The Oscars and the Golden Globes agree to disagree over the past 75 years

Are “Green Room” and “Bohemian Rhapsody” Best Picture Oscar favorites because they won the Golden Globes’ top prizes? Maybe.

Or maybe not.

Though the Globes have been considered a leading bellwether for the Academy Awards, the Hollywood Foreign Press Assn. and the Academy of Motion Picture Arts and Sciences have agreed to disagree numerous times in major categories over the past 75 years.

In fact, the very first Golden Globes ceremony selected the religious drama “The Song of Bernadette” as the best film of 1943, while the Oscar for best picture went to the beloved “Casablanca.”

Even last year, Guillermo del Toro’s romantic fantasy “The Shape of Water” won four Oscars including best film and director. But the Globes chose “Lady Bird” for best picture musical or comedy and “Three Billboards Outside Ebbing, Missouri” won best drama. Del Toro did win the Globe for director.

Checking out Golden Globes best drama winners for the past decade, the academy and HPFA only agreed four times in its choice for top  prize: 2008’s “Slumdog Millionaire,” 2011’s “Argo” 2013’s “12 Years a Slave” and 2016’s “Moonlight”

Countless Globe nominees and winners never were even nominated for an Oscar for the year they won the HFPA honor.

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The HFPA gave its best director prize to Barbra Streisand for her 1983 directorial debut “Yenta.” Streisand, who won Oscars for Best Actress for 1968’s “Funny Girl” and song for 1976’s “Evergreen,” never received an academy nomination in the directing category. And the Oscars didn’t award a woman for best director until 26 years later when Kathryn Bigelow won for “The Hurt Locker.”

After a then 40-year-plus career, Clint Eastwood scored two Oscars for directing and producing the 1992 best film “The Unforgiven” as well as earning an Oscar nomination for lead actor for the seminal Western drama. But the Golden Globes had awarded him for his directing four years earlier for “Bird,”
his ambitious bio-pic on jazz legend Charlie Parker. “Bird” only received one Oscar nomination, which it won, in the best sound category. The Academy Awards was given to director Barry Levinson for the best film winner “Rain Man.”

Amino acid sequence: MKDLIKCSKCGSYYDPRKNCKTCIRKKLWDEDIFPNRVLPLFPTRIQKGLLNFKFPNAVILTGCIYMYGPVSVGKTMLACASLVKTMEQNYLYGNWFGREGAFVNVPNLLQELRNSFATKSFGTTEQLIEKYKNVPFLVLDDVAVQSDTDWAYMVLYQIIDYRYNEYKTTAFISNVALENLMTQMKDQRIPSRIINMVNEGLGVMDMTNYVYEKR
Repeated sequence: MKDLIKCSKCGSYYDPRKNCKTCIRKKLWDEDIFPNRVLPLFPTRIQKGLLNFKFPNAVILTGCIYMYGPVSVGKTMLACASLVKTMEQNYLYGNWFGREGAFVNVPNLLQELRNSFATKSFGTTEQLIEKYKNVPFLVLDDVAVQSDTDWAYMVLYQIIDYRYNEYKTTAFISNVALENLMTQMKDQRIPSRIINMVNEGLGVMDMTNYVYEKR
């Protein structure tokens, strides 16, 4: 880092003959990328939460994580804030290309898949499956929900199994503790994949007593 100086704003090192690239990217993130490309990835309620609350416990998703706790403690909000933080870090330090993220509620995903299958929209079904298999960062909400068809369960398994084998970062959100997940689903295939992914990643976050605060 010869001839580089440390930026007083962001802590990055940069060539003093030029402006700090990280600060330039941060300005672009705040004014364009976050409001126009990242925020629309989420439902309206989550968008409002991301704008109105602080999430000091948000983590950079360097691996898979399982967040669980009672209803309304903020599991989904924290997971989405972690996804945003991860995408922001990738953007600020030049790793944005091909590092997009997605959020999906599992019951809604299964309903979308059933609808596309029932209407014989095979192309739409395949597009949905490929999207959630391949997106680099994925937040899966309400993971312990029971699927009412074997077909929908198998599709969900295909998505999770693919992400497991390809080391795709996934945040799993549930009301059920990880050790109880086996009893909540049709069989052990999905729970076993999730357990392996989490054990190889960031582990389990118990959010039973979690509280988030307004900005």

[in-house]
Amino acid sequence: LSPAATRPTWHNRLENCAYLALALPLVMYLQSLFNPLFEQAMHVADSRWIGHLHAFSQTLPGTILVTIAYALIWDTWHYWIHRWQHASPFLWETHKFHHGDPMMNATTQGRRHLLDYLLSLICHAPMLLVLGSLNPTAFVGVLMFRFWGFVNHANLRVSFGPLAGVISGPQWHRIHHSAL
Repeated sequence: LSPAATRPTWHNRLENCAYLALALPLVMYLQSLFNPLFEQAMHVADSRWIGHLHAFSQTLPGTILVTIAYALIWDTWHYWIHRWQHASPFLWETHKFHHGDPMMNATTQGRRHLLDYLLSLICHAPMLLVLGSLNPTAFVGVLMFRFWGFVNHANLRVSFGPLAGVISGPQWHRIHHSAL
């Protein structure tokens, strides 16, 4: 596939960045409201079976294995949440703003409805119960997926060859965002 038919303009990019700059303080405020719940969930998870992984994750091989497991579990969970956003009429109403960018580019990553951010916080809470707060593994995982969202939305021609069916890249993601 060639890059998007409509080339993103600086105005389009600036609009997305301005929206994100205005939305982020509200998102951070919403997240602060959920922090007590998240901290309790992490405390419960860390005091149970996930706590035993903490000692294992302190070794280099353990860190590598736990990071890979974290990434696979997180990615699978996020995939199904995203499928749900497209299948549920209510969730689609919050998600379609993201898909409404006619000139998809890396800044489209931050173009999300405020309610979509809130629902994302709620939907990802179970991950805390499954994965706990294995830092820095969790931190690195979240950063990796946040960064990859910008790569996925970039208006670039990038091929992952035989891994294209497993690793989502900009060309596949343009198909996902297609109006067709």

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Here’s a look at the history of the different choices the two organizations have made:

William Wyler won his second-best director Oscar for the 1946 best picture winner “The Best Years of Our Lives.” Though “Years” also won the top Golden Globe, it was Frank Capra who took home the Golden Globe for “It’s Wonderful Life.”

Joseph L. Mankiewicz’s 1950 “All About Eve” won six Academy Awards including best film, director and screenplay. But Billy Wilder’s masterpiece “Sunset Boulevard” won the Globes for best film drama and best director.

Peter Ustinov won his second-best supporting actor Oscar for the 1964 “Topkapi,” but he wasn’t even nominated a Golden Globe for the hit comedy. And can you believe “Chim Chim Cher-ee,” the Oscar-winning best song from “Mary Poppins” wasn’t even nominated for a Globe that year? The Golden Globe went to “Circus World” from the John Wayne film of the same name. Ironically, none of the songs from “Mary Poppins Returns” earned any Globe nominations.

SEE What do Golden Globes wins (and losses) mean for Oscars?

The academy shocked audiences at the 1970 Oscar ceremony awarding-for the first and only time –  best film to an X-rated  movie- “Midnight Cowboy,” with Academy Awards going to the picture’s director John Schlesinger and former blacklisted screenwriter Waldo Salt. The HFPA went more conservative in its choices with the historical drama “Anne of the Thousand Days” named best film drama and ts star Genevieve Bujold winning best actress drama and Charles Jarrott taking home best director. Maggie Smith won the Oscar for best actress for “The Prime of Miss Jean Brodie.”

At the 1971 Golden Globes,  “Love Story” was named best film  drama with the weepie’s star Ali MacGraw winning best actress in a drama, George C. Scott receiving best actor in a drama  for “Patton” and Arthur Hiller winning best director for “Love Story.” Robert Altman’s “MASH” was named best film in the comedy or musical category.

“Love Story” only won the Oscar for Francis Lai’s score; the big winner was “Patton,” Franklin Schaffner’s epic bio-pic on General George F. Patton. The picture  earned seven Academy including film, director and Scott, who refused the honor. The Oscar for best actress went to British actress Glenda Jackson for “Women in Love.”

Be sure to check out how our experts rank this year’s Oscar contenders. Then take a look at the most up-to-date combined odds before you make your own Oscar predictions. Don’t be afraid to jump in now since you can keep changing your predictions until just before nominations are announced on January 22.

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